I'm not very happy with the current design of either kadmin-remctl or wallet, so if I do continue to maintain them (and have time to work on them), I am likely to redesign them considerably.

For all of my packages, I've been adding clones of the repository to GitHub as an additional option besides my personal Git repository server. I'm of two minds about using (and locking myself into) more of the GitHub infrastructure, but repository copies on GitHub felt like it might be useful for anyone who wanted to fork or take over maintenance. I will be adding links to the GitHub repositories to the software packages for things that are in Git.

If you want to take over any of the orphaned software packages, feel free. When you're ready for the current software pages to redirect to its new home, let me know.

Ian Donnelly: How-To: kdb merge

10 August, 2014 - 10:30

Hi Everybody,

As you may know, part of my Google Summer of Code project involved the creation of merge tools for Elektra. The one I am going to focus on today is kdb merge. The kdb tool allows users to access and perform functions on the Elektra Key Database from the command line. We added a new command to this very useful tool, the merge command. This command allows a user to perform a three-way merge of KeySets from the kdb tool.
The command to use this tool is:
kdb merge [options] ourpath theirpath basepath resultpath

The standard naming scheme for a three-way merge consists of ours, theirs, and base. Ours refers to the local copy of a file, theirs refers to a remote copy, and base refers to their common anscestor. This works very similarly for KeySets, especially ones that consist of mounted conffiles. For mounted conffiles, ours should be the user’s copy, theirs would be the maintainers copy, and base would be the conffile as it was during the last package upgrade or during the package install. If you are just trying to merge any two KeySets that derive from the same base, ours and theirs can be interchanged. In kdb merge, ourpath, theirpath, and basepath work just like ours, theirs, and base except each one represents the root of a KeySet. Resultpath is pretty self- explanatory, it is just where you want the result of the merge to be saved under.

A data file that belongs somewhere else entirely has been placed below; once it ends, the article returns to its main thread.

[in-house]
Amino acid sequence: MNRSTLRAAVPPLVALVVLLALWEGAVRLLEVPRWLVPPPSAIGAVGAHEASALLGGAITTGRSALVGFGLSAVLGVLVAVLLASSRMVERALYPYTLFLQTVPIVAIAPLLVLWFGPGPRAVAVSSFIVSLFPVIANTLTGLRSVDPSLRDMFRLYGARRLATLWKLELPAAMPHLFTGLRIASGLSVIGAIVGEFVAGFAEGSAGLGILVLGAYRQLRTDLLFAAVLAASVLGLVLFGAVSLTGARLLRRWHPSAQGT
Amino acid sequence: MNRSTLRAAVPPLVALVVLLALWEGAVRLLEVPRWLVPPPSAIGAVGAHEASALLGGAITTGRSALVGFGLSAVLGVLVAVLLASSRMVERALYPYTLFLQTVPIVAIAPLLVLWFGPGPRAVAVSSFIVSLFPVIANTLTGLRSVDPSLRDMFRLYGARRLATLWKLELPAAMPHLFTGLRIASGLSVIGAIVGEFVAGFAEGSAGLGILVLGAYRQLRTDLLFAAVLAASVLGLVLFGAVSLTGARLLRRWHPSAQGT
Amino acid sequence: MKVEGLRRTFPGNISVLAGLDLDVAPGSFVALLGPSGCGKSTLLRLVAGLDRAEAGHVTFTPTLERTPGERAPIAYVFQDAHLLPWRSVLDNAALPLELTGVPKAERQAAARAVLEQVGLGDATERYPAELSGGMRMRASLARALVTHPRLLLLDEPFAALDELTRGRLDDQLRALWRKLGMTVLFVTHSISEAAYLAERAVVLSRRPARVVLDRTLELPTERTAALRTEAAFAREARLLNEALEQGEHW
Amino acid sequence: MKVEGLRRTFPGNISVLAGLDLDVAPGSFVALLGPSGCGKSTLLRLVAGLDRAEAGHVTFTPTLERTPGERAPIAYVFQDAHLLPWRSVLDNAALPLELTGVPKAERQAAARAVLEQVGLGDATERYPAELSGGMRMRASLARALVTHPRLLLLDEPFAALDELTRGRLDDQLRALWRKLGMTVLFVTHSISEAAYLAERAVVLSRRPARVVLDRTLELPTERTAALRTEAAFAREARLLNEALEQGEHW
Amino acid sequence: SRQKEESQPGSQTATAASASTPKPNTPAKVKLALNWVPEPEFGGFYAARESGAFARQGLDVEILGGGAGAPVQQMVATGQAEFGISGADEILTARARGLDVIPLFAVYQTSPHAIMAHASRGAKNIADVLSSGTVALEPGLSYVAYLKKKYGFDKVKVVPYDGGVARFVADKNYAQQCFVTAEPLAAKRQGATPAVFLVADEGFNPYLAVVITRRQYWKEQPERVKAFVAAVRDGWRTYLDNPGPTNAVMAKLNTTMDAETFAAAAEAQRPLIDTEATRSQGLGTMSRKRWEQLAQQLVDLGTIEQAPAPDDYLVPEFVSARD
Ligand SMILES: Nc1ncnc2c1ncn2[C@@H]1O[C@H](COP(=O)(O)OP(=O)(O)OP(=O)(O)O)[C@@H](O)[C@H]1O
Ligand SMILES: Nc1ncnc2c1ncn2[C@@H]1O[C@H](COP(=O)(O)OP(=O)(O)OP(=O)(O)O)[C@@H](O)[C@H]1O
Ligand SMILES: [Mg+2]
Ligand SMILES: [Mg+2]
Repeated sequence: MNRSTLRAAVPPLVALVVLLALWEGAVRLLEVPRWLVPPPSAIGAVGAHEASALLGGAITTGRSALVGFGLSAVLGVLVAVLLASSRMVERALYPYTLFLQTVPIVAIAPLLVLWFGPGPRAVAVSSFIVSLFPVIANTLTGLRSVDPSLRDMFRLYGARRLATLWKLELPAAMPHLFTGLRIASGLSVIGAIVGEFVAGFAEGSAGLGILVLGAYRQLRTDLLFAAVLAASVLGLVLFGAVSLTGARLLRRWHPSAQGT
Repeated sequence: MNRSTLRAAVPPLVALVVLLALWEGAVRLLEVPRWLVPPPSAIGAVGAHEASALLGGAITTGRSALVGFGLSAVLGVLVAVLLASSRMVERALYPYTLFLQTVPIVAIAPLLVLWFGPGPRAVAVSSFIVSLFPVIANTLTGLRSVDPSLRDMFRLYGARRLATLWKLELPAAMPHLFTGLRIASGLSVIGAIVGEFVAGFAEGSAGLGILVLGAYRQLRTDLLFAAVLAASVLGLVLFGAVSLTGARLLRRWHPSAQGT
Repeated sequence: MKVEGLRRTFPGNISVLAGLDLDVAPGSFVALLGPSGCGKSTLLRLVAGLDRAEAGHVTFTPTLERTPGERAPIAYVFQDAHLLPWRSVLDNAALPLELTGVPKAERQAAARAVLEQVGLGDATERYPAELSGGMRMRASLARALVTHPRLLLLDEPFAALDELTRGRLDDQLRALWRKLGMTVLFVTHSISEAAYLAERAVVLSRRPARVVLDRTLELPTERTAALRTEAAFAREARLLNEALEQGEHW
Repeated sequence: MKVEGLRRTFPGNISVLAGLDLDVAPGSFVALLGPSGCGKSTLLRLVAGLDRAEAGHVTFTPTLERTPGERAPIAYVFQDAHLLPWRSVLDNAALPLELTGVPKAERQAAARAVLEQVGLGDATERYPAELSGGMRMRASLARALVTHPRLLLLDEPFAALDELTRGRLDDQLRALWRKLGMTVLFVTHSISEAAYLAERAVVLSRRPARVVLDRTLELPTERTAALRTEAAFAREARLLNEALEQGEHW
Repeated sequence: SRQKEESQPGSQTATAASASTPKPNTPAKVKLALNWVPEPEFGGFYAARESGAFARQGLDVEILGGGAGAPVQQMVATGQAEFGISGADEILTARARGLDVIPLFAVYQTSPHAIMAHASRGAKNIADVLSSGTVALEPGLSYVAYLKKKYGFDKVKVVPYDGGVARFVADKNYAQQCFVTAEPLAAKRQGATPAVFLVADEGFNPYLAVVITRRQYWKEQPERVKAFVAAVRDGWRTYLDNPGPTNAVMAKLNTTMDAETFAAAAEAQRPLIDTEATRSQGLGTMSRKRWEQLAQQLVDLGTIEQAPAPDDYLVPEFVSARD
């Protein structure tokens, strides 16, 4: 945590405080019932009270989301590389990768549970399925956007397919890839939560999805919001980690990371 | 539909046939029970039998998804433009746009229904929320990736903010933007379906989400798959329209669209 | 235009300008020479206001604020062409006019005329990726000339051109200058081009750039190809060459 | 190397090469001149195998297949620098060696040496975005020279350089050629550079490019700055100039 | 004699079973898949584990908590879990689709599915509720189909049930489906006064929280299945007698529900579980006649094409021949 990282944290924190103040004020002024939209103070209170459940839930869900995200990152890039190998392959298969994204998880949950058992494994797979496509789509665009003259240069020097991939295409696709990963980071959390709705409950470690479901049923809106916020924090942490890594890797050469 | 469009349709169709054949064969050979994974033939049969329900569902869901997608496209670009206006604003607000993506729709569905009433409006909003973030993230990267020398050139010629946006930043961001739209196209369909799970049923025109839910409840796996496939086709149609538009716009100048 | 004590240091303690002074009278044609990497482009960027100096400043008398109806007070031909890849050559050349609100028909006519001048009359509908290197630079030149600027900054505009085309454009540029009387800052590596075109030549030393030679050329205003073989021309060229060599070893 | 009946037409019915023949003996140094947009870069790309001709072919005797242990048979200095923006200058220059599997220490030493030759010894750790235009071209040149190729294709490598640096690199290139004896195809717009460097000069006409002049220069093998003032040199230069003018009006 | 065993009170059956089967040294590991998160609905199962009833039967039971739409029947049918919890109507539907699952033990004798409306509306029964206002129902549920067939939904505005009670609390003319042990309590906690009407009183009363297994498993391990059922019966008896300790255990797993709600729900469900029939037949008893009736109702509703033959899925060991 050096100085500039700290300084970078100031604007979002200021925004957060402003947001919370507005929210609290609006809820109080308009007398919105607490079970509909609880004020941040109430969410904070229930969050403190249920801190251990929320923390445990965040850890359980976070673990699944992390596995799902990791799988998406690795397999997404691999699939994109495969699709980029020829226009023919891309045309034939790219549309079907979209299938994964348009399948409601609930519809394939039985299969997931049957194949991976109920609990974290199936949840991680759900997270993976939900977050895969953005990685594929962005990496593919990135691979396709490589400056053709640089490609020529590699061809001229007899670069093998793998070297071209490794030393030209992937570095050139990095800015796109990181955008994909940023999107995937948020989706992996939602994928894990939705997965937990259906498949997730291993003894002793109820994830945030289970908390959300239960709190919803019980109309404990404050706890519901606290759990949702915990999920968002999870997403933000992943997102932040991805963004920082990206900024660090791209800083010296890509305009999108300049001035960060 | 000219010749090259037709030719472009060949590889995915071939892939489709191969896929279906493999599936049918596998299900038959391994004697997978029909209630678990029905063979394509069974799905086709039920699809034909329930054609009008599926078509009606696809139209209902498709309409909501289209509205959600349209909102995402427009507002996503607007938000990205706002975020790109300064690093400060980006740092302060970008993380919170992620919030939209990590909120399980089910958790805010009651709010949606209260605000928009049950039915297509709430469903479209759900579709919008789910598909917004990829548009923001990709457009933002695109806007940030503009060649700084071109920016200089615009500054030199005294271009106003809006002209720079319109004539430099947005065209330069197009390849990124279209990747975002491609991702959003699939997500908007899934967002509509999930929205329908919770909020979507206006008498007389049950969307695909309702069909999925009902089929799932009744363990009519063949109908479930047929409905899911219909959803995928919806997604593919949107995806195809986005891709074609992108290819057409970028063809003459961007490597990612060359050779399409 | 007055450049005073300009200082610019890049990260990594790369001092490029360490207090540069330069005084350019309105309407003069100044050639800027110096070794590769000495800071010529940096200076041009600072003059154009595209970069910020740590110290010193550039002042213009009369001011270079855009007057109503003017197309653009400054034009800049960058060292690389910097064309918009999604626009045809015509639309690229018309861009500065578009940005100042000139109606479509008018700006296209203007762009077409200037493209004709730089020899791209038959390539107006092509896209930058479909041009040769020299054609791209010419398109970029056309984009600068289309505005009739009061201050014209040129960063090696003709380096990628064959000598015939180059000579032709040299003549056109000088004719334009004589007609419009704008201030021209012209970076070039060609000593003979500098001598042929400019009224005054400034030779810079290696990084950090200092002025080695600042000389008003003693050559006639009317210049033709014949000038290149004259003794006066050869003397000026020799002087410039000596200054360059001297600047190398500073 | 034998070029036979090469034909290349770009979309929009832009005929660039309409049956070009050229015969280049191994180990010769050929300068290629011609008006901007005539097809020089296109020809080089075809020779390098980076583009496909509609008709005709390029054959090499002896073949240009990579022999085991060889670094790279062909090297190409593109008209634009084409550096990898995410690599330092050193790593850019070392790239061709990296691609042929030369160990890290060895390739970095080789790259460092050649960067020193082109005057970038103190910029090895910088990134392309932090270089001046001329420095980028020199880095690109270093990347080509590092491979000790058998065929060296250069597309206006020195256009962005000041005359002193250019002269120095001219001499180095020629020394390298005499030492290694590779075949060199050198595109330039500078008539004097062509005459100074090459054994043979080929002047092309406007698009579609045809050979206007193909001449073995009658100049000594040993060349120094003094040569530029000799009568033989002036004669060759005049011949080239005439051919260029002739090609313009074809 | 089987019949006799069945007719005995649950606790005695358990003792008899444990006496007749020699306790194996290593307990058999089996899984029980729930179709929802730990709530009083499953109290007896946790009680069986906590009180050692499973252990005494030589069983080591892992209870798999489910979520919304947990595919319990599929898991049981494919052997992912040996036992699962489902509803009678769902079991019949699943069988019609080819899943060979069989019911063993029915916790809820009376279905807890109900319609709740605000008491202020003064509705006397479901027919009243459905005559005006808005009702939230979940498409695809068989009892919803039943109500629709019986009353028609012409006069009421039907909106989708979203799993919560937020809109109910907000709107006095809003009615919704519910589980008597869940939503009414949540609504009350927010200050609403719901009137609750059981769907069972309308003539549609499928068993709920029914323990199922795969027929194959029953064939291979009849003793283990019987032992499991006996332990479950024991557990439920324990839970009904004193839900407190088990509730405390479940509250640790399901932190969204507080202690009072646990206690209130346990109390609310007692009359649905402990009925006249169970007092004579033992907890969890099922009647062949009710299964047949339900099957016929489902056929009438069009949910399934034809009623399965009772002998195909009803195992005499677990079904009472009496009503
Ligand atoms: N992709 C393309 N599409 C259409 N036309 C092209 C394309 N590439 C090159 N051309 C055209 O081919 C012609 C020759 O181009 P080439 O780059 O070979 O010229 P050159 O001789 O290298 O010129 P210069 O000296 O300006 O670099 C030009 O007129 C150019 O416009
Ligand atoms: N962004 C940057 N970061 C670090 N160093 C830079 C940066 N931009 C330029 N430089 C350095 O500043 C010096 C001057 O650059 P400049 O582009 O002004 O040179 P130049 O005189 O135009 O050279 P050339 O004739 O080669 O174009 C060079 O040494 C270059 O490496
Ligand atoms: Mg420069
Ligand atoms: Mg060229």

As for the options, there are a few basic ones and one option, strategy, that is very important. The basic options are:
-H --help which prints the help text
-i --interactive which attempts the merge in an interactive way
-t --test which tests the propsed merge and informs you about possible conflicts
-v –verbose which runs the merge in verbose mode
-V –version prints info about the version

The other option, strategy is:
s --strategy which is used to specify a strategy to use in case of a conflict

The current list of strategies are:
preserve the merge will fail if a conflict is detected
ours the merge will use our version during a conflict
theirs the merge will use their version during a conflict
base the merge will use the base version during a conflict

If no strategy is specified, the merge will default to the preserve strategy as to not risk making the wrong decision. If any of the other strategies are specified, when a conflcit is detected, merge will use the Key specified by the strategy (ours, theirs, or base) for the resulting Key.

An example of using the kdb merge command:
kdb merge -s ours system/hosts/ours system/hosts/theirs system/hosts/base system/hosts/result

-Ian S. Donnelly